Managing conflict with teenagers

TeenagersparentsTeenagers face major developmental challenges, many of which have been occurring well before parents actually notice them. Changes occur on biological, physiological, sexual and cognitive levels. This is a time where they master the ability to think in abstract, creative and critical ways. It’s a time where the formation of self-identity and individuation occurs.

Yet while their bodies and minds catch up to the external world in this way, teenagers can be plagued with strong emotional responses. It’s extraordinarily common for young people to experience mood swings. This coupled with their need to exercise control over their environment and test out their emotional or physical strength puts extra pressure on relationships with parents.

Here are 5 ways you can manage conflict with teenagers.

1) Put it into perspective

Remember: They are right in the thick of a private journey of self-discovery. The continual adjustment to new experiences can be emotionally disruptive and anxiety provoking. This often leads to moodiness, prickliness and edginess.

It’s hard for parents to know what kind expectations they should have that are normal and realistic responses to strong emotional challenges.

Recognizing the bigger picture and the ‘hidden’ changes can help when managing conflict with teenagers.

2) Respect their ‘subjective reality’

This is vital to managing conflict with teenagers. You can disagree with the facts but you need to validate their feelings. Rather than offering them a solution to their problem, simply validate the feelings they have about the issue and leave it at that.

A classic example of invalidation came while working with a mother and daughter in my Gladesville practice. They were describing a situation where they got into a heated argument. The 14 year old said “I was so embarrassed mum. It was so embarrassing”.

“Well I don’t know why you would feel that way”, said mum.

The daughter got angry and teary and frustrated and after back and forth of this, she was furious.

Whether or not you think your teenager should or shouldn’t feel a certain way is irrelevant. The point is that they do and they need more than anything for parents to simply feed back that they can see they feel that way.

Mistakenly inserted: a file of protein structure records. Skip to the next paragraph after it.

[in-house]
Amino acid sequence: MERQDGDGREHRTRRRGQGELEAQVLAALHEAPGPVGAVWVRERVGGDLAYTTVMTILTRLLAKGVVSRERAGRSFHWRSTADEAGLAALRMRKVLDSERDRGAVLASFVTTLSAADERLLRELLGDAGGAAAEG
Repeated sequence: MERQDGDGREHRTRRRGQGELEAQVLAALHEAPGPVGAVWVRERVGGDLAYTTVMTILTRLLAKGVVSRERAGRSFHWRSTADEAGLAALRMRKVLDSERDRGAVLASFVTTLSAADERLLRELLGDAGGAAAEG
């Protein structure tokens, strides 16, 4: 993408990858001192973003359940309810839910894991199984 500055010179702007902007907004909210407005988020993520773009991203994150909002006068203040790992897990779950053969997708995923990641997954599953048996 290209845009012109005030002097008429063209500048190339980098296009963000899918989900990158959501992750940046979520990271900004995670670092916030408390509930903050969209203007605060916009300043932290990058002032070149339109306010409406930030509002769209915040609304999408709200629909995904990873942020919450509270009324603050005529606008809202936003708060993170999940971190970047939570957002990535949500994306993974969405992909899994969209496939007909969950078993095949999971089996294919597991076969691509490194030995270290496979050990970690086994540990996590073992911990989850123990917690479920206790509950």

This is a well known way to help young people regulate their emotions in addition to managing conflict with teenagers.

3) Deal with your own triggers

There’s always an underlying core belief or fear that gets nudged when we get triggered. Disappointment? Failure as a parent? Perpetual guilt?

Figure out what’s going on for you when you feel your blood pressure rising. Get a hold on your own ‘flooding’. Having solid personal insight into what’s actually going on for you when you get triggered allows you to leave your own stuff out of it and deal more effectively with the first two steps.

Remember: A heightened emotional and defensive reaction tells the teenager that you’ve lost control of your own emotions. Slow down and move towards a more considered and empathetic response. This will arm you more effectively when managing conflict with teenagers.

4) Turn towards them when they need you

Building on the connection and trust through sensitive responsiveness is a key way to managing conflict with teenagers. You don’t have to drop everything immediately for them but you can turn towards them and validate their need for connection without compromising your own needs. “I see you want to talk darling. I will just finish this off and be with you in 10 minutes”. Psychologists have found that dismissing bids for connection (however they arise) results in less attempts at bids for connection in the future.

5) Practice this kind of respectful communication in all of your other relationships, especially the primary adult ones that you’re modeling

Modeling respectful communication is key to managing conflict with teenagers. Not only does it provide a template for them to work with, but it also normalizes respectful rather than hostile (aggressive or passive-aggressive) interactions.

Part of this is having a “we-ness” approach with parenting if you are parenting teenagers within a partnership.

By Elizabeth Neal, February 2016

This article was featured for the North Shore Mums in February 2016. View the original article here.

© Elizabeth Neal 2016
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